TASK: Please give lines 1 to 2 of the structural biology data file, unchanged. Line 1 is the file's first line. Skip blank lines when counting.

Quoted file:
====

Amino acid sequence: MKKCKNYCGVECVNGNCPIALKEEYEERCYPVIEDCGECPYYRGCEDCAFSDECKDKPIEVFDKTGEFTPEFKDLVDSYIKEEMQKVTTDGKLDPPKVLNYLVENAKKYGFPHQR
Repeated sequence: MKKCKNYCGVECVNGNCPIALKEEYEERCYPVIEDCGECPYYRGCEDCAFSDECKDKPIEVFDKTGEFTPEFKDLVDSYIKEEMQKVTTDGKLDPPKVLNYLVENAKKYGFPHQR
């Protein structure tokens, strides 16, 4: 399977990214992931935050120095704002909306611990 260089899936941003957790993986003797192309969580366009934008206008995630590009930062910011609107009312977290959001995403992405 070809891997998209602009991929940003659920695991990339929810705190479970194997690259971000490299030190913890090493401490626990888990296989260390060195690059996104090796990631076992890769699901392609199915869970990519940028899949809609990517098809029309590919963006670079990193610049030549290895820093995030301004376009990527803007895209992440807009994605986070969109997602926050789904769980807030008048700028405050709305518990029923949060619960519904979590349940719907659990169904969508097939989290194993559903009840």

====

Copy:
Amino acid sequence: MKKCKNYCGVECVNGNCPIALKEEYEERCYPVIEDCGECPYYRGCEDCAFSDECKDKPIEVFDKTGEFTPEFKDLVDSYIKEEMQKVTTDGKLDPPKVLNYLVENAKKYGFPHQR
Repeated sequence: MKKCKNYCGVECVNGNCPIALKEEYEERCYPVIEDCGECPYYRGCEDCAFSDECKDKPIEVFDKTGEFTPEFKDLVDSYIKEEMQKVTTDGKLDPPKVLNYLVENAKKYGFPHQR